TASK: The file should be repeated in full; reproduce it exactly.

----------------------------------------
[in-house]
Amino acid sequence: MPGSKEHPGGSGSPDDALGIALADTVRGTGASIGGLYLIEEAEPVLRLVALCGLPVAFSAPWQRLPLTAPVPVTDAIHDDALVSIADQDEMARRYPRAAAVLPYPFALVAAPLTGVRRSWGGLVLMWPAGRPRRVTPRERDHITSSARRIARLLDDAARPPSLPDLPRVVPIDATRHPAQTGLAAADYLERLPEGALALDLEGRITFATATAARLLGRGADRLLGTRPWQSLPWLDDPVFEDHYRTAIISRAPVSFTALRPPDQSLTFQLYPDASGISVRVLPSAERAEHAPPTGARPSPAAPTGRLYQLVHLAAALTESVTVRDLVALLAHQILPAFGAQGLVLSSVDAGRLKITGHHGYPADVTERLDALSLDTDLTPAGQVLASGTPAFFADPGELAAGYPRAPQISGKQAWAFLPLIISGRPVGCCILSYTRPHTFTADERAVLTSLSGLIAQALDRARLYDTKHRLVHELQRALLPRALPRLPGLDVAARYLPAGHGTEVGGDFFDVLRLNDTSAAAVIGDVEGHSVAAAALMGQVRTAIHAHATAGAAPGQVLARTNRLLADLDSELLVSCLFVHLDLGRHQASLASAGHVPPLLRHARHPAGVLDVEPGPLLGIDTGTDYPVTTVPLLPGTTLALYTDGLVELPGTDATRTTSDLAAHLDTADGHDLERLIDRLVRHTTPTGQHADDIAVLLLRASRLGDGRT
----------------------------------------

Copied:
[in-house]
Amino acid sequence: MPGSKEHPGGSGSPDDALGIALADTVRGTGASIGGLYLIEEAEPVLRLVALCGLPVAFSAPWQRLPLTAPVPVTDAIHDDALVSIADQDEMARRYPRAAAVLPYPFALVAAPLTGVRRSWGGLVLMWPAGRPRRVTPRERDHITSSARRIARLLDDAARPPSLPDLPRVVPIDATRHPAQTGLAAADYLERLPEGALALDLEGRITFATATAARLLGRGADRLLGTRPWQSLPWLDDPVFEDHYRTAIISRAPVSFTALRPPDQSLTFQLYPDASGISVRVLPSAERAEHAPPTGARPSPAAPTGRLYQLVHLAAALTESVTVRDLVALLAHQILPAFGAQGLVLSSVDAGRLKITGHHGYPADVTERLDALSLDTDLTPAGQVLASGTPAFFADPGELAAGYPRAPQISGKQAWAFLPLIISGRPVGCCILSYTRPHTFTADERAVLTSLSGLIAQALDRARLYDTKHRLVHELQRALLPRALPRLPGLDVAARYLPAGHGTEVGGDFFDVLRLNDTSAAAVIGDVEGHSVAAAALMGQVRTAIHAHATAGAAPGQVLARTNRLLADLDSELLVSCLFVHLDLGRHQASLASAGHVPPLLRHARHPAGVLDVEPGPLLGIDTGTDYPVTTVPLLPGTTLALYTDGLVELPGTDATRTTSDLAAHLDTADGHDLERLIDRLVRHTTPTGQHADDIAVLLLRASRLGDGRT